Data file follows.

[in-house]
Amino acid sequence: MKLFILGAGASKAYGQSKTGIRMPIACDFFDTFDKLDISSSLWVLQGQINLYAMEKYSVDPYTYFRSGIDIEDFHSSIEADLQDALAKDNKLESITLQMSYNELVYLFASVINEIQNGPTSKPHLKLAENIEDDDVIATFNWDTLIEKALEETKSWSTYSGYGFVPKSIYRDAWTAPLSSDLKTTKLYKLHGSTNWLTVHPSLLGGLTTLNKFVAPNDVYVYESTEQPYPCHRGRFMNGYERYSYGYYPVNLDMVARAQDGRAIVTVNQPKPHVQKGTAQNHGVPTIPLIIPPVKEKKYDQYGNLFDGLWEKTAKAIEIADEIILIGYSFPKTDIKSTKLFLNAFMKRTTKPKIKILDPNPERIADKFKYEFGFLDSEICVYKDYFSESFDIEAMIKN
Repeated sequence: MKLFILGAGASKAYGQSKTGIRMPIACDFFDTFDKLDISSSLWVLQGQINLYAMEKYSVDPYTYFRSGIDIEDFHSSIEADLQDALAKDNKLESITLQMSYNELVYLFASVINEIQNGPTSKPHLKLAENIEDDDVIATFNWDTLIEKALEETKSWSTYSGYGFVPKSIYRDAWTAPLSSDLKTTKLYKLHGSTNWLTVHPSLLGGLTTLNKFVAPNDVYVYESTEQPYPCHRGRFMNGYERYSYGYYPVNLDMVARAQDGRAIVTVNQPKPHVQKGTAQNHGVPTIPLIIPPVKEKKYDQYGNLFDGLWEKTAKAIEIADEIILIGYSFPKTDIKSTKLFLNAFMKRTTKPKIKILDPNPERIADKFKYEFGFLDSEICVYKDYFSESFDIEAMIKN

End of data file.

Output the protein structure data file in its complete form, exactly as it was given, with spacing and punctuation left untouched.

[in-house]
Amino acid sequence: MKLFILGAGASKAYGQSKTGIRMPIACDFFDTFDKLDISSSLWVLQGQINLYAMEKYSVDPYTYFRSGIDIEDFHSSIEADLQDALAKDNKLESITLQMSYNELVYLFASVINEIQNGPTSKPHLKLAENIEDDDVIATFNWDTLIEKALEETKSWSTYSGYGFVPKSIYRDAWTAPLSSDLKTTKLYKLHGSTNWLTVHPSLLGGLTTLNKFVAPNDVYVYESTEQPYPCHRGRFMNGYERYSYGYYPVNLDMVARAQDGRAIVTVNQPKPHVQKGTAQNHGVPTIPLIIPPVKEKKYDQYGNLFDGLWEKTAKAIEIADEIILIGYSFPKTDIKSTKLFLNAFMKRTTKPKIKILDPNPERIADKFKYEFGFLDSEICVYKDYFSESFDIEAMIKN
Repeated sequence: MKLFILGAGASKAYGQSKTGIRMPIACDFFDTFDKLDISSSLWVLQGQINLYAMEKYSVDPYTYFRSGIDIEDFHSSIEADLQDALAKDNKLESITLQMSYNELVYLFASVINEIQNGPTSKPHLKLAENIEDDDVIATFNWDTLIEKALEETKSWSTYSGYGFVPKSIYRDAWTAPLSSDLKTTKLYKLHGSTNWLTVHPSLLGGLTTLNKFVAPNDVYVYESTEQPYPCHRGRFMNGYERYSYGYYPVNLDMVARAQDGRAIVTVNQPKPHVQKGTAQNHGVPTIPLIIPPVKEKKYDQYGNLFDGLWEKTAKAIEIADEIILIGYSFPKTDIKSTKLFLNAFMKRTTKPKIKILDPNPERIADKFKYEFGFLDSEICVYKDYFSESFDIEAMIKN